The millennial generation - headache or opportunity
Federico Re explores why Millennial employees need to be handled with care, and why they can be asset to your organisation.
The Millennial generation are a group of people born between 1980 and the year 2000. There is no doubt that this new generation think and behave very differently to previous generations, especially compared to the Gen-Xers and the Baby Boomers.
In the current-day workforce, this difference is certainly noticed and can often present a real challenge or headache for the management team. However, their modern-day views and entrepreneurial mindset can also present an opportunity for a business owner or leader.
The Millennials have developed work habits and a belief system based on their doting parents; the availability and accessibility of social media and new technologies like smart phones, computers, multimedia, etc; social media/ networking opportunities throughout the world; access to further education, specialist training, and knowledge sharing; and plenty of examples of young people achieving stardom on TV or Youtube.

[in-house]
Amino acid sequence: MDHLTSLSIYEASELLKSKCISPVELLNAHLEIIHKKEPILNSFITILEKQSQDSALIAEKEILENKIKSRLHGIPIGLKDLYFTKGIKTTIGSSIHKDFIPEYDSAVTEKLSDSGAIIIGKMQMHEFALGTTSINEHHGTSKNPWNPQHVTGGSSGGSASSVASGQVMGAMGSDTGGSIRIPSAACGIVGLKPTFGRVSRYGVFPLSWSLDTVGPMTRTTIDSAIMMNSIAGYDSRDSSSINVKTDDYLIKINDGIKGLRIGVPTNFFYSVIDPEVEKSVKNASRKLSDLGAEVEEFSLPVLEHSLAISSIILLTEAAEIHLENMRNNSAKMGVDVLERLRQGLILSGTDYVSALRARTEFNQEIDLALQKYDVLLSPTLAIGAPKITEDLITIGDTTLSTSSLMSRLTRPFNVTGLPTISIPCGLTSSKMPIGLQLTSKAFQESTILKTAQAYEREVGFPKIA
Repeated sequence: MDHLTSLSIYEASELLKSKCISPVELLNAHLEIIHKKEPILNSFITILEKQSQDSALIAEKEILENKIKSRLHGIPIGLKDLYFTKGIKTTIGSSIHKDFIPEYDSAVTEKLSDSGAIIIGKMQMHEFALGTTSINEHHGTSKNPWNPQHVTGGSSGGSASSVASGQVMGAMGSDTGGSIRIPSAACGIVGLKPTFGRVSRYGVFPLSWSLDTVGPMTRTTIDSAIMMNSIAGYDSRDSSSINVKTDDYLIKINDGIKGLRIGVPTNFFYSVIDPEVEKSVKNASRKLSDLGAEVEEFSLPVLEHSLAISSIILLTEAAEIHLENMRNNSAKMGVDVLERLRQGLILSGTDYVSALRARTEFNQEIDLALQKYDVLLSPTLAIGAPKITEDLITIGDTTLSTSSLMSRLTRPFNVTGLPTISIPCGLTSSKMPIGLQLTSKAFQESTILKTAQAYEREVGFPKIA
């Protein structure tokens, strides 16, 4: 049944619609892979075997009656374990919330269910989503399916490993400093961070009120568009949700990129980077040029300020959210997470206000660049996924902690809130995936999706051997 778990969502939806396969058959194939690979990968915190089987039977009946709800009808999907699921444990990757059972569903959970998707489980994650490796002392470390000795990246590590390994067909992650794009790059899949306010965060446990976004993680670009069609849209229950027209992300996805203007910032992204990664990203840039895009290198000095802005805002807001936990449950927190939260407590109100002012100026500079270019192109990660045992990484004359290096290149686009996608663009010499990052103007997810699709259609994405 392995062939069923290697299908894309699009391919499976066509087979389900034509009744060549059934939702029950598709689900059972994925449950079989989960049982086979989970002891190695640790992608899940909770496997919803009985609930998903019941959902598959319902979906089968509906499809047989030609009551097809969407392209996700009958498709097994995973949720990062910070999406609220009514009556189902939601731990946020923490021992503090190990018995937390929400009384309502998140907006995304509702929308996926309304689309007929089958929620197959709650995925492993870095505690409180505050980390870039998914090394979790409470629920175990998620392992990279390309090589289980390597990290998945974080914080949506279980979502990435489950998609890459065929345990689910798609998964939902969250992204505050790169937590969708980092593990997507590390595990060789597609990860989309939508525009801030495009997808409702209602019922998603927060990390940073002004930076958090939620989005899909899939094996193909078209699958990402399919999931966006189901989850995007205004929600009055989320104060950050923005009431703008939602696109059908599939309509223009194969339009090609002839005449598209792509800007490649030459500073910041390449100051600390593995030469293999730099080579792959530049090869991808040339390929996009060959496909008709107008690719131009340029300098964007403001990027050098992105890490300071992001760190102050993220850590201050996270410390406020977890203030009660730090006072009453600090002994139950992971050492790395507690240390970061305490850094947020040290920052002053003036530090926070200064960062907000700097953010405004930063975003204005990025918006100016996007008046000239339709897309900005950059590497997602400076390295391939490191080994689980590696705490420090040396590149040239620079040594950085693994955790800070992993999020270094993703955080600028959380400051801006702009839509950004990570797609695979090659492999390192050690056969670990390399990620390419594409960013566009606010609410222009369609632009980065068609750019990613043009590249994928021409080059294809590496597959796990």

I’ve spent much time working with this ‘internet’ generation over the past few years, only to be amazed and intrigued about their philosophy to work and life, and how they go about doing their job on a day-to-day to achieve the results they desire. It is my view that this generation of workers are more challenging to manage, as their expectations for acknowledgement, reward, fulfilment, and success in their careers is generally much higher than older generations.
The Millennials no longer want to wait for a pay rise or a promotion, or wait 10 years or more to climb the corporate ladder. They want these opportunities now. Simply put, ‘It’s all about ME.’
On the flip of the coin, Millennials can also be a real asset for an organisation as they frequently possess the entrepreneurial mindset or spirit. These young intrapreneurs possess unique characteristics due to their awareness and extensive knowledge base from the internet world. They can be innovative, passionate, creative, and often challenge the status quo. The have a desire and a thirst for change; they like to implement new ideas; and they seek instant reward.